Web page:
Game Development Reference
In-Depth Information
u and v are the initial vertices of G u and G v , and T u and T v are the sets
of target vertices of G u and G v , respectively. Consider a game G obtained
by taking the disjoint union of G u and G v extended with a fresh stochastic
vertex s with two outgoing transitions s
−−→ u and s 0 . 5
0 . 5
−−→ v . The set of target
vertices of G is T u ∪ T v , and the initial vertex is s . Since val ( u ) = 0 and
val ( v ) = 1, we obtain that val ( s )= 2 . Now consider the temporal objective
P 0 . 5 F t . First, assume that player has a winning strategy σ in s . Since
player has no optimal maximising strategy in v , there is a constant P σ < 2
such that
( σ,π )
s
P σ
P
( Reach ( T v ))
for every π
Π. Since val ( u ) = 0, there
( σ,π )
s
( Reach ( T u )) < 2
P σ
is a strategy π of player
such that
P
for every
( σ,π )
s
T v )) < 2
σ
Σ. Hence,
P
( Reach ( T u
that σ is a winning strategy for player
. Similarly, one can show that there
is no winning strategy for player
which would achieve the negated objective
P < 0 . 5 F t against every strategy of player
.
Now let us assume that G is finitely branching, and let us fix a vertex v
of G . For technical convenience, assume that every target vertex t has only
one outgoing transition t → t . The second part of Proposition 5.9 is not
completely trivial, because player does not necessarily have an optimal
maximising strategy in v even if G is finitely branching. Observe that if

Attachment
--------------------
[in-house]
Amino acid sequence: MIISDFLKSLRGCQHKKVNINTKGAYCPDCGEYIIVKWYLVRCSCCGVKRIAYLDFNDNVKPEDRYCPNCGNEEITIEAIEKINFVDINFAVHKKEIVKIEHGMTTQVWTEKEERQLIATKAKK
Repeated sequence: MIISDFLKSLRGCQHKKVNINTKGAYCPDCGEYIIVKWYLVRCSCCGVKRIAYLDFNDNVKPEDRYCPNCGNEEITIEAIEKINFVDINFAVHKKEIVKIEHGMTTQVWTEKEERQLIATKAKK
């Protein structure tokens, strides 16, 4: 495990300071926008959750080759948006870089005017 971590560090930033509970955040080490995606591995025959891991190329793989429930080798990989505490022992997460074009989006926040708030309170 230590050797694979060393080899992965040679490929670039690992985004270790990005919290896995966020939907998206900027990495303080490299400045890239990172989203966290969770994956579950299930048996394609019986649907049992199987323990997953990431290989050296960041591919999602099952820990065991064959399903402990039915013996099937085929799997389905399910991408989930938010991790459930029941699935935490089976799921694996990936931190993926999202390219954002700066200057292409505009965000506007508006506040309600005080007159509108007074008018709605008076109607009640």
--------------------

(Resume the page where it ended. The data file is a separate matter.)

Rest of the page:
>val ( v ), then player
has a ( P F t )-winning strategy in v (he may use,
e.g., an ε -optimal maximising strategy where ε =(
val ( v )) / 2). Similarly, if
¬ P F t )-winning strategy in v . Now assume
that = val ( v ). Obviously, it su ces to show that if player
<val ( v ), then player
has a (
does not have
¬ P F t )-winning strategy in v , then player
has a ( P F t )-winning
a(
strategy in v . This means to show that
σ,π
v
π
Π
σ
Σ:
P
( Reach ( T ))
(5.8)
implies
σ,π
v
σ
Σ
π
Π:
P
( Reach ( T ))
.
(5.9)
Observe that if is > , then (5.8) does not hold because player ♦ has an
optimal minimising strategy by Proposition 5.6. For the constraint
0, the
statement is trivial. Hence, it su ces to consider the case when
is
and
= val ( v ) > 0. Assume that (5.8) holds. We say that a vertex u
V is good
if
σ, u ( Reach ( T ))
π
Π
σ
Σ:
P
val ( u ) .
(5.10)
u of G is optimal if either u
Further, we say that a transition u
V ,or
V and val ( u )= val ( u ). Observe that for every u
u
V
V
V there
u , because G is finitely branching.
is at least one optimal transition u